What you need to know about gingivitis and periodontal disease

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The importance of treating gingivitis

According to the American Dental Association, nearly one in three adults aged 30–54 in the U.S. has either an early form of the gum disease, gingivitis, or even more advanced forms of periodontal disease. Many people don’t realize how important it is to treat the early stages of gum disease before it gets worse.

The presence of gingivitis or the more advanced periodontal disease means that your gums are inflamed and that damage is occurring. That damage can lead to infections or even the loss of the bone and tissues that hold your teeth in place.

But that’s not all. Scientists have also found many possible connections between oral health and overall health issues like heart disease, diabetes and stroke.

Gingivitis is caused by plaque, a sticky film of bacteria that constantly forms on teeth. If your gums are red, swollen and bleed easily, you may have gingivitis. Regular brushing, flossing and visits to the dentist are the best way to keep dental plaque from building up.

Warning signs of gingivitis

Symptoms of gum disease at the gingivitis stage include:

  • Gums that are red and swollen or bleed easily, such as when brushing or cleaning between your teeth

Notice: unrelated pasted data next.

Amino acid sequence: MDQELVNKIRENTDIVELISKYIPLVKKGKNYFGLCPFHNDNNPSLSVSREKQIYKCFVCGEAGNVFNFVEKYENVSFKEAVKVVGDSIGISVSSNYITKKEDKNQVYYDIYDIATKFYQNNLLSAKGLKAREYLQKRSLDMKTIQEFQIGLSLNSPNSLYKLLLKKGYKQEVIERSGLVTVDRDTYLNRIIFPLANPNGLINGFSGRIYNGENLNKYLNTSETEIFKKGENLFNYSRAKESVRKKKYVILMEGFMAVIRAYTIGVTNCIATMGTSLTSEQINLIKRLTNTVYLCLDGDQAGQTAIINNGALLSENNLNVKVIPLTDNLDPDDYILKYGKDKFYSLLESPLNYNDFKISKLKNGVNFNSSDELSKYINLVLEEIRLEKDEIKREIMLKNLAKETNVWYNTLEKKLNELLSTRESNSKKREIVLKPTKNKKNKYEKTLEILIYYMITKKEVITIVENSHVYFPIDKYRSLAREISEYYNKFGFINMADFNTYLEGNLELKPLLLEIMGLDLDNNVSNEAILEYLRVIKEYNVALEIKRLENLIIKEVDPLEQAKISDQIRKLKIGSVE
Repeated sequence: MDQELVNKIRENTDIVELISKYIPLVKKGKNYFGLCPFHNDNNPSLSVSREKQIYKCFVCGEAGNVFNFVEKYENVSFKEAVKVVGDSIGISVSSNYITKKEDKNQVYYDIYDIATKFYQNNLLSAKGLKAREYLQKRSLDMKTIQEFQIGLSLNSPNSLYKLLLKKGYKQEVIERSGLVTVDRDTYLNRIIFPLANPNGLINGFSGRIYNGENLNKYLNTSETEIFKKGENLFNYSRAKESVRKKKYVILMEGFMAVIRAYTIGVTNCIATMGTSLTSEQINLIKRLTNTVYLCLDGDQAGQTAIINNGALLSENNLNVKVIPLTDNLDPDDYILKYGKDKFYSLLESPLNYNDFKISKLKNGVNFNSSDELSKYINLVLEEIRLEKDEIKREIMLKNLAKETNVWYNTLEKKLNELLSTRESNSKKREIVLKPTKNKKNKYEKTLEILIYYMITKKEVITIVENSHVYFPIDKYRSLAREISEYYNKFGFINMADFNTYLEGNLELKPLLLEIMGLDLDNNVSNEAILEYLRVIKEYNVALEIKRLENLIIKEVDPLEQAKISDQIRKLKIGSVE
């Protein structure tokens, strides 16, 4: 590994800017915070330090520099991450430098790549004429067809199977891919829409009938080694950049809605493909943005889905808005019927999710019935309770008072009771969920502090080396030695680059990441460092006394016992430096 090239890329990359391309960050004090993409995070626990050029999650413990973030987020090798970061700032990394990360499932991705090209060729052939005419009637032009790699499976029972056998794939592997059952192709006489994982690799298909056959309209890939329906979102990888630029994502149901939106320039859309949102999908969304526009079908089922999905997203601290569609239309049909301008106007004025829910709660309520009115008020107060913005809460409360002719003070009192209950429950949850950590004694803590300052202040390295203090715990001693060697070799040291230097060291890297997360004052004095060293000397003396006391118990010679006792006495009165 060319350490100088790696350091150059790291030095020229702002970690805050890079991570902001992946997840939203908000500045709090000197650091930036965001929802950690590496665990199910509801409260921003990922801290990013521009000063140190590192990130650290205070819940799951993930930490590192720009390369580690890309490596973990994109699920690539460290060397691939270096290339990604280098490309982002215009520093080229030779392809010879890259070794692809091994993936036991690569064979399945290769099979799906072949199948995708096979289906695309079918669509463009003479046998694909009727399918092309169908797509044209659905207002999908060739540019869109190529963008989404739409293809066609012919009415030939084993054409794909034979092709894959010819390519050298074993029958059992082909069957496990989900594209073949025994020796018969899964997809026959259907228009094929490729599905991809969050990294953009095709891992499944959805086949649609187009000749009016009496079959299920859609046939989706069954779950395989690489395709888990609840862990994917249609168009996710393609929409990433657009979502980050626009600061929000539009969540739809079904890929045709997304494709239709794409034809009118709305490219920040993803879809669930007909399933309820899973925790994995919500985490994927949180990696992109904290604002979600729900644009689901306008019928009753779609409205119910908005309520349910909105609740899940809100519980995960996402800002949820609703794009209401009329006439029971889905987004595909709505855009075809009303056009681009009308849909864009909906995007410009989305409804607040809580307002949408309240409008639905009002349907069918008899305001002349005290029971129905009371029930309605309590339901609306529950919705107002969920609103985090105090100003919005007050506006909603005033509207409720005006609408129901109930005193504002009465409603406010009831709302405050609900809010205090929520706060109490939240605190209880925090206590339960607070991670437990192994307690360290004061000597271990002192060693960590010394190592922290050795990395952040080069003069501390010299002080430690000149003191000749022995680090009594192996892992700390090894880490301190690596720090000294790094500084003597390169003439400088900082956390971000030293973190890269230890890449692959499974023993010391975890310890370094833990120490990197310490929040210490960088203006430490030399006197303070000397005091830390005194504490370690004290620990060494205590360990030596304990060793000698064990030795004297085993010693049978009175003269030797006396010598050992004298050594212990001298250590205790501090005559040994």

• Gums that have formed pockets around your teeth
  • Bad breath

Failure to detect and treat gingivitis early could lead to more serious symptoms, including:

  • Teeth that feel loose in your mouth
  • Changes in how your teeth fit together
  • Pus between the teeth and gums

The most important thing to remember is that if gingivitis is not treated early, advanced periodontal disease can damage the tissues and bone around your teeth and can lead to tooth loss and other health conditions.

How to prevent periodontal disease

You can help prevent gum disease by taking the following steps:

  • Brush your teeth twice a day.
  • Clean between your teeth with floss or another interdental cleaner once every day.
  • Visit your dentist for a checkup and professional cleaning at least twice a year.
  • Stop smoking or chewing tobacco.

Changing what you eat and drink can also help keep your teeth and gums healthy. You probably already know that soft drinks and sweet foods hurt teeth over time. But to fight gingivitis, you should also make sure you get the healthy foods, vitamins and minerals you need.

For example, many fruits and vegetables help teeth and gums stay healthy. Some say apples help clean your teeth, while others have found that carrots and cucumbers help protect your mouth. Eating these foods exercises your gums and increases the production of saliva that rids your mouth of harmful sugars and pieces of food.

Dental care is always important. With regular visits, a dentist can recognize early problems that you can’t see, and can provide simple treatment to stop a serious condition from getting worse.

Great brushing starts with being gentle

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